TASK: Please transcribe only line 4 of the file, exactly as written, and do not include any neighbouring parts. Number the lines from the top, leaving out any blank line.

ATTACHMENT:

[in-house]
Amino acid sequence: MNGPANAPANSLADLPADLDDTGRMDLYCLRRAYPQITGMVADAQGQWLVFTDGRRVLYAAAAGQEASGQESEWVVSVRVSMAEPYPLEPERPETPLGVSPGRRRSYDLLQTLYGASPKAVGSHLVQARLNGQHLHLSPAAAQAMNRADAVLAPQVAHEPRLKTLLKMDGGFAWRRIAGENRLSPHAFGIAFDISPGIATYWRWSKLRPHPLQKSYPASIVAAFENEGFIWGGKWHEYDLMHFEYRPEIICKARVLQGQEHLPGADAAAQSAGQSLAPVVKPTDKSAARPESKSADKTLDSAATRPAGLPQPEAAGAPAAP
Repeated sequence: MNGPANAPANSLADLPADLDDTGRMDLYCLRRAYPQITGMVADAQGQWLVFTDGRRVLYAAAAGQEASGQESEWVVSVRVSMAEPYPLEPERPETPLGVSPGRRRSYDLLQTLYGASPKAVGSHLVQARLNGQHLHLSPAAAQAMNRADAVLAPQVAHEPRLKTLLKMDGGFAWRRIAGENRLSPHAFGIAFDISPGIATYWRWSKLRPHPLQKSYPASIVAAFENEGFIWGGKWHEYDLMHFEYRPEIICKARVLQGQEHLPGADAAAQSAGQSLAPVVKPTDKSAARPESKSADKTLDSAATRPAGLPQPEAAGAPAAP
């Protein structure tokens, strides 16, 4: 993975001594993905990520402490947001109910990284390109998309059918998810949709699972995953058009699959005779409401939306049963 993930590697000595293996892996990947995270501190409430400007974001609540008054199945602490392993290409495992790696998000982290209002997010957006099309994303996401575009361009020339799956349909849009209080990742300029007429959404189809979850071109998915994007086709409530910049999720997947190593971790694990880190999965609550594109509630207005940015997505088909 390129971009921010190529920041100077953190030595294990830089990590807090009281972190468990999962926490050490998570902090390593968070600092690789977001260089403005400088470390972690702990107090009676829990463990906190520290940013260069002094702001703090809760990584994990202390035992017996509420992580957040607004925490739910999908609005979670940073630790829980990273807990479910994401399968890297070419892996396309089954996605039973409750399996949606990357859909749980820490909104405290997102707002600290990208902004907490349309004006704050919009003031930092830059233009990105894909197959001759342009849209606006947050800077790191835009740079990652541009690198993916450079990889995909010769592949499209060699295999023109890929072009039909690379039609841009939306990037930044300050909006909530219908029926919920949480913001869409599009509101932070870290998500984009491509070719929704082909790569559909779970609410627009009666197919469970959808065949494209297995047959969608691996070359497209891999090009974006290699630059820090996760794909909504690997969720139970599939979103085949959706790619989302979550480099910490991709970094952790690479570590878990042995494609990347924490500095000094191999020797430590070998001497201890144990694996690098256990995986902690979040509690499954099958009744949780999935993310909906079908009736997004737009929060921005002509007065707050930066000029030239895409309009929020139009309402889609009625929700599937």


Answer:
């Protein structure tokens, strides 16, 4: 993975001594993905990520402490947001109910990284390109998309059918998810949709699972995953058009699959005779409401939306049963 993930590697000595293996892996990947995270501190409430400007974001609540008054199945602490392993290409495992790696998000982290209002997010957006099309994303996401575009361009020339799956349909849009209080990742300029007429959404189809979850071109998915994007086709409530910049999720997947190593971790694990880190999965609550594109509630207005940015997505088909 390129971009921010190529920041100077953190030595294990830089990590807090009281972190468990999962926490050490998570902090390593968070600092690789977001260089403005400088470390972690702990107090009676829990463990906190520290940013260069002094702001703090809760990584994990202390035992017996509420992580957040607004925490739910999908609005979670940073630790829980990273807990479910994401399968890297070419892996396309089954996605039973409750399996949606990357859909749980820490909104405290997102707002600290990208902004907490349309004006704050919009003031930092830059233009990105894909197959001759342009849209606006947050800077790191835009740079990652541009690198993916450079990889995909010769592949499209060699295999023109890929072009039909690379039609841009939306990037930044300050909006909530219908029926919920949480913001869409599009509101932070870290998500984009491509070719929704082909790569559909779970609410627009009666197919469970959808065949494209297995047959969608691996070359497209891999090009974006290699630059820090996760794909909504690997969720139970599939979103085949959706790619989302979550480099910490991709970094952790690479570590878990042995494609990347924490500095000094191999020797430590070998001497201890144990694996690098256990995986902690979040509690499954099958009744949780999935993310909906079908009736997004737009929060921005002509007065707050930066000029030239895409309009929020139009309402889609009625929700599937």